Australian Painted-Snipe

Habitat: Wetland

The Australian Painted Snipe inhabits many different types of shallow, brackish or freshwater terrestrial wetlands, especially temporary ones which have muddy margins and small, low-lying islands. Suitable wetlands usually support a mosaic of low, patchy vegetation, as well as lignum and canegrass.

The Australian Painted Snipe often occurs in small parties, which are sometimes comprised by birds of a single sex. They usually spend much of the day loafing quietly beneath the cover of low shrubs or other vegetation; they become active around dusk and remain active throughout the night. When threatened, the Painted Snipe performs a threat display which involves extending both wings to the ground, raising the tail and sometimes emitting a loud hiss. This display makes the bird appear larger and displays the bright colours of its plumage. The movements of the Painted Snipe are poorly known and it may be a migratory species. Sightings of individuals are erratic, and it is thought the species is likely to be nomadic in response to suitable conditions, such as floods.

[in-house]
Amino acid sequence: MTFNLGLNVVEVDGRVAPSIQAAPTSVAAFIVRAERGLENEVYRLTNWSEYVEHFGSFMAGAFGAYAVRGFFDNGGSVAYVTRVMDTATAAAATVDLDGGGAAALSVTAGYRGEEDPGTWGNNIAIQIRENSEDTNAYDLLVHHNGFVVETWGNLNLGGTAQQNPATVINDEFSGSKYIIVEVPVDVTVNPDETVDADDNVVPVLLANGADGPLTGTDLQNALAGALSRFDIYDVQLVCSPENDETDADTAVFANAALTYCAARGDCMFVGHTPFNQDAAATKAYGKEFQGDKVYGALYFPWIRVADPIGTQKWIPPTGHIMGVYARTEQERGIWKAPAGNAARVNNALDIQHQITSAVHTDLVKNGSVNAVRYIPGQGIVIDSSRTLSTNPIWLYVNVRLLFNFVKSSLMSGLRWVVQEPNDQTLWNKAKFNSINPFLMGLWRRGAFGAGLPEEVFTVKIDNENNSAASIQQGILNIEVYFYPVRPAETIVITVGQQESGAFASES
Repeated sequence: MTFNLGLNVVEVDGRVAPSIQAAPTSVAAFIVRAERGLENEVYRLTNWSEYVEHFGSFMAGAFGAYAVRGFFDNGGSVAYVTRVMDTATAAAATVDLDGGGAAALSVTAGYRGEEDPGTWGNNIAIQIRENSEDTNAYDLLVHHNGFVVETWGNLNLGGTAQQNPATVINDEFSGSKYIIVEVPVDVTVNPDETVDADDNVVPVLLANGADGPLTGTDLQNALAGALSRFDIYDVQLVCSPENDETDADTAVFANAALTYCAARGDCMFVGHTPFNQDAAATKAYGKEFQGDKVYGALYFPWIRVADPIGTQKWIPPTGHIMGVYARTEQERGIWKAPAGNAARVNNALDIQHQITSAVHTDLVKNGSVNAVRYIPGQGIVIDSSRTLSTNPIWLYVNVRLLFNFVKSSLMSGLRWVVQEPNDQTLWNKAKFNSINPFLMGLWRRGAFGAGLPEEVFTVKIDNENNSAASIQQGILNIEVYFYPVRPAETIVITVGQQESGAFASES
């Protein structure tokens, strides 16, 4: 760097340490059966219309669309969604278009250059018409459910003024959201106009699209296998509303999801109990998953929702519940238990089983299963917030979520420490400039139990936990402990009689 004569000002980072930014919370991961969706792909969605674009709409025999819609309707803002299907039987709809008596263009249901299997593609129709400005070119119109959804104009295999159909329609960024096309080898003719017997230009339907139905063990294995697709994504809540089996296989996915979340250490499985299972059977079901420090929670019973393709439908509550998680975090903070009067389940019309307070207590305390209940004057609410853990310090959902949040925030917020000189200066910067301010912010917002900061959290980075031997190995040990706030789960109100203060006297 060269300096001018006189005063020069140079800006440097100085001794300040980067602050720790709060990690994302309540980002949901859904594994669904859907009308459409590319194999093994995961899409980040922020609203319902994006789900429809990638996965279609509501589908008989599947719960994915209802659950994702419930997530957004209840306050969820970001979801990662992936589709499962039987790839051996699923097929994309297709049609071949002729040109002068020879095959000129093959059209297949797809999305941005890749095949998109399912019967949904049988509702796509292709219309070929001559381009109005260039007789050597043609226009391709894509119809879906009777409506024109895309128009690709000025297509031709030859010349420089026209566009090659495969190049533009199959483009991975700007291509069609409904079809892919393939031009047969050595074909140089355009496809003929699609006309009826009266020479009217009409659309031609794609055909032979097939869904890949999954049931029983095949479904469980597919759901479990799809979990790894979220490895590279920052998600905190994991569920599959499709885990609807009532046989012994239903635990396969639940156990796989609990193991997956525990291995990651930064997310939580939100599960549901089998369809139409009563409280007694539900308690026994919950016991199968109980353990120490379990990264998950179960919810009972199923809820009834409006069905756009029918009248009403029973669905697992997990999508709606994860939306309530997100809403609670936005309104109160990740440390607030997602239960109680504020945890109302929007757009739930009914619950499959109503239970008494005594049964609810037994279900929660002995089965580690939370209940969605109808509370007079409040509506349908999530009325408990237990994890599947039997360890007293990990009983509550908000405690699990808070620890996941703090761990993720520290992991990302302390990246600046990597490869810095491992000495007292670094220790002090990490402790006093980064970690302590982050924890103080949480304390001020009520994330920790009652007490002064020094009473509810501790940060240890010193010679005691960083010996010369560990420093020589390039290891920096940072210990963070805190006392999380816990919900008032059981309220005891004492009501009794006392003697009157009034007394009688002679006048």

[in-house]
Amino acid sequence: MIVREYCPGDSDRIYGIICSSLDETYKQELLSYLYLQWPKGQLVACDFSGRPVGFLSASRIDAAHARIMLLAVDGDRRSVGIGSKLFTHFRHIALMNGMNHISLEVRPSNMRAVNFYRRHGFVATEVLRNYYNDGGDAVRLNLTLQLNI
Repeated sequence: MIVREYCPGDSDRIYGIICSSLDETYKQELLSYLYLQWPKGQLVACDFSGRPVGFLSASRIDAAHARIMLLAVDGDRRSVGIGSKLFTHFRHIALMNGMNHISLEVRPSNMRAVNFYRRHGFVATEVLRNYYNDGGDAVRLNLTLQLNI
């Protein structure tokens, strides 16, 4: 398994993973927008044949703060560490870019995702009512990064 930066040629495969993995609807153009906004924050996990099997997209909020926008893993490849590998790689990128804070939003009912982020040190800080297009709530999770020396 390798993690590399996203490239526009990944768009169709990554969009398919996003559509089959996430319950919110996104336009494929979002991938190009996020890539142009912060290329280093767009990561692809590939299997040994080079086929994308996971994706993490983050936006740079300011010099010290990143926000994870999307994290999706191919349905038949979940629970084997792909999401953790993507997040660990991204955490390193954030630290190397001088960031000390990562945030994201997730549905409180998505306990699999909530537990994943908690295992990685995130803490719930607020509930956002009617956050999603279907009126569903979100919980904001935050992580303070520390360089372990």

The Australian Painted Snipe usually remains among the cover of wetland vegetation while foraging. It feeds at night, probing the soft mud with its long bill as it walks, pecking at seeds and taking small invertebrates.

Little is known of the breeding of the Australian Painted Snipe. The Painted Snipe nests on the ground amongst tall vegetation such as grass tussocks and reeds. Nests, which consist of a scrape in the ground lined with grass and leaves, are often located on small islands. Three or four dull-coloured, spotted and blotched eggs are laid, and these are incubated (16 days) by the male, which also provides most care for the young. The female is polyandrous, meaning that she leaves the male to look after the young while she moves on to mate with as many other males as she can attract. Breeding season is from September to December (but can vary).

The Painted Snipe is affected by habitat destruction by cattle grazing; clearing of riparian vegetation for agriculture; drainage, salinisation and pollution of wetlands and waterbodies; and alteration of flooding regimes due to the regulation of inland waterways. Painted Snipe are also preyed upon by introduced feral animals, such as cats and foxes.